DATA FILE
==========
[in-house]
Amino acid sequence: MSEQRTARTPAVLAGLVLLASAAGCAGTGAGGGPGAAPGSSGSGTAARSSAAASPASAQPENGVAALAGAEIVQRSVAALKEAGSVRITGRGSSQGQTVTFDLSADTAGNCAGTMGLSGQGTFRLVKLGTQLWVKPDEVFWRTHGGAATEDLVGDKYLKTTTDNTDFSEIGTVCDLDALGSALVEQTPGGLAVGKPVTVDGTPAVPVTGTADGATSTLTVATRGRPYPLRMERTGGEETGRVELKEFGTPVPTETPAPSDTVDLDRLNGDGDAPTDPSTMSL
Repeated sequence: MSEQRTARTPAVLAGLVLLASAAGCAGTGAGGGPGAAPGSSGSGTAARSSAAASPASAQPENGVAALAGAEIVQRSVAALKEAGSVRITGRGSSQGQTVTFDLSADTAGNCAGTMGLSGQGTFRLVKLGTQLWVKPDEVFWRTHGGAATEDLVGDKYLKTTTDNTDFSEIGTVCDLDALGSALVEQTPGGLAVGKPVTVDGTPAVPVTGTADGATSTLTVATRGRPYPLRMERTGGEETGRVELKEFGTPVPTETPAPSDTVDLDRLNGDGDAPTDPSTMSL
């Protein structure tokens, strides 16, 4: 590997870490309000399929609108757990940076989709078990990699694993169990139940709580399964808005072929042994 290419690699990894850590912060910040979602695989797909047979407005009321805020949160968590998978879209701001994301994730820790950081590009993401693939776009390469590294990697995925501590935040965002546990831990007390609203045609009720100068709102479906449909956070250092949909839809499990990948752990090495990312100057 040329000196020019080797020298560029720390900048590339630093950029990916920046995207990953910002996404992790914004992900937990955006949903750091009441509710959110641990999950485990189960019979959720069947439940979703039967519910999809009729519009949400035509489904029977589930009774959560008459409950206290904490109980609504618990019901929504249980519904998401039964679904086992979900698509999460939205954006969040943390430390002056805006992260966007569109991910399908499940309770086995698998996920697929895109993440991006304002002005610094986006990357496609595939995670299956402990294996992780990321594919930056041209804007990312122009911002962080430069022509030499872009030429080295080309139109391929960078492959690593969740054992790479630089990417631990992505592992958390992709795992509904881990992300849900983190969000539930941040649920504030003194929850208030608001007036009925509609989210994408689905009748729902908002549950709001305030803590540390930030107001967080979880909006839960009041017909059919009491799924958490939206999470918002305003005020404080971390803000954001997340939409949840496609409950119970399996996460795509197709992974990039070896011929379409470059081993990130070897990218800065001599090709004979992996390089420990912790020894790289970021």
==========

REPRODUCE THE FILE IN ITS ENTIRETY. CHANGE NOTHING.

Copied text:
[in-house]
Amino acid sequence: MSEQRTARTPAVLAGLVLLASAAGCAGTGAGGGPGAAPGSSGSGTAARSSAAASPASAQPENGVAALAGAEIVQRSVAALKEAGSVRITGRGSSQGQTVTFDLSADTAGNCAGTMGLSGQGTFRLVKLGTQLWVKPDEVFWRTHGGAATEDLVGDKYLKTTTDNTDFSEIGTVCDLDALGSALVEQTPGGLAVGKPVTVDGTPAVPVTGTADGATSTLTVATRGRPYPLRMERTGGEETGRVELKEFGTPVPTETPAPSDTVDLDRLNGDGDAPTDPSTMSL
Repeated sequence: MSEQRTARTPAVLAGLVLLASAAGCAGTGAGGGPGAAPGSSGSGTAARSSAAASPASAQPENGVAALAGAEIVQRSVAALKEAGSVRITGRGSSQGQTVTFDLSADTAGNCAGTMGLSGQGTFRLVKLGTQLWVKPDEVFWRTHGGAATEDLVGDKYLKTTTDNTDFSEIGTVCDLDALGSALVEQTPGGLAVGKPVTVDGTPAVPVTGTADGATSTLTVATRGRPYPLRMERTGGEETGRVELKEFGTPVPTETPAPSDTVDLDRLNGDGDAPTDPSTMSL
């Protein structure tokens, strides 16, 4: 590997870490309000399929609108757990940076989709078990990699694993169990139940709580399964808005072929042994 290419690699990894850590912060910040979602695989797909047979407005009321805020949160968590998978879209701001994301994730820790950081590009993401693939776009390469590294990697995925501590935040965002546990831990007390609203045609009720100068709102479906449909956070250092949909839809499990990948752990090495990312100057 040329000196020019080797020298560029720390900048590339630093950029990916920046995207990953910002996404992790914004992900937990955006949903750091009441509710959110641990999950485990189960019979959720069947439940979703039967519910999809009729519009949400035509489904029977589930009774959560008459409950206290904490109980609504618990019901929504249980519904998401039964679904086992979900698509999460939205954006969040943390430390002056805006992260966007569109991910399908499940309770086995698998996920697929895109993440991006304002002005610094986006990357496609595939995670299956402990294996992780990321594919930056041209804007990312122009911002962080430069022509030499872009030429080295080309139109391929960078492959690593969740054992790479630089990417631990992505592992958390992709795992509904881990992300849900983190969000539930941040649920504030003194929850208030608001007036009925509609989210994408689905009748729902908002549950709001305030803590540390930030107001967080979880909006839960009041017909059919009491799924958490939206999470918002305003005020404080971390803000954001997340939409949840496609409950119970399996996460795509197709992974990039070896011929379409470059081993990130070897990218800065001599090709004979992996390089420990912790020894790289970021």